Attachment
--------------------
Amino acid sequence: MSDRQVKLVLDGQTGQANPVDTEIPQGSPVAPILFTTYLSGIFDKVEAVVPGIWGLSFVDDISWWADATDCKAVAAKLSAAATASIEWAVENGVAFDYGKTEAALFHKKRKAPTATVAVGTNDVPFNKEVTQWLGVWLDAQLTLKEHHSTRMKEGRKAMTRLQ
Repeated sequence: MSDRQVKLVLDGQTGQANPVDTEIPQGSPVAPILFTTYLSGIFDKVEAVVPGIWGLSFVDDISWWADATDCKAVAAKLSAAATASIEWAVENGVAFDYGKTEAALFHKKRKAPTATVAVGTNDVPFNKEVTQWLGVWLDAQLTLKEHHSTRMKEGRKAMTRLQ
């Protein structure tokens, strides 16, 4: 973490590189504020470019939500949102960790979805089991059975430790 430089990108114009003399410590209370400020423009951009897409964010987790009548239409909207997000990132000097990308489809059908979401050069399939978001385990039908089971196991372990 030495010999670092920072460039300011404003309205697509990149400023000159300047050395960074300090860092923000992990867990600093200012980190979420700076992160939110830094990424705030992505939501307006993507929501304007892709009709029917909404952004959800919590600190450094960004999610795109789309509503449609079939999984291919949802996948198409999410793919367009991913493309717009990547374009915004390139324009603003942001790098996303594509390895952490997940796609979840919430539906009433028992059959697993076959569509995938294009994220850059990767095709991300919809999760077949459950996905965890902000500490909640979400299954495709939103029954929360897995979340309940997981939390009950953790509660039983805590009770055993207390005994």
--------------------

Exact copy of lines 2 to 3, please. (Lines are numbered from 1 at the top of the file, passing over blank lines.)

Repeated sequence: MSDRQVKLVLDGQTGQANPVDTEIPQGSPVAPILFTTYLSGIFDKVEAVVPGIWGLSFVDDISWWADATDCKAVAAKLSAAATASIEWAVENGVAFDYGKTEAALFHKKRKAPTATVAVGTNDVPFNKEVTQWLGVWLDAQLTLKEHHSTRMKEGRKAMTRLQ
């Protein structure tokens, strides 16, 4: 973490590189504020470019939500949102960790979805089991059975430790 430089990108114009003399410590209370400020423009951009897409964010987790009548239409909207997000990132000097990308489809059908979401050069399939978001385990039908089971196991372990 030495010999670092920072460039300011404003309205697509990149400023000159300047050395960074300090860092923000992990867990600093200012980190979420700076992160939110830094990424705030992505939501307006993507929501304007892709009709029917909404952004959800919590600190450094960004999610795109789309509503449609079939999984291919949802996948198409999410793919367009991913493309717009990547374009915004390139324009603003942001790098996303594509390895952490997940796609979840919430539906009433028992059959697993076959569509995938294009994220850059990767095709991300919809999760077949459950996905965890902000500490909640979400299954495709939103029954929360897995979340309940997981939390009950953790509660039983805590009770055993207390005994």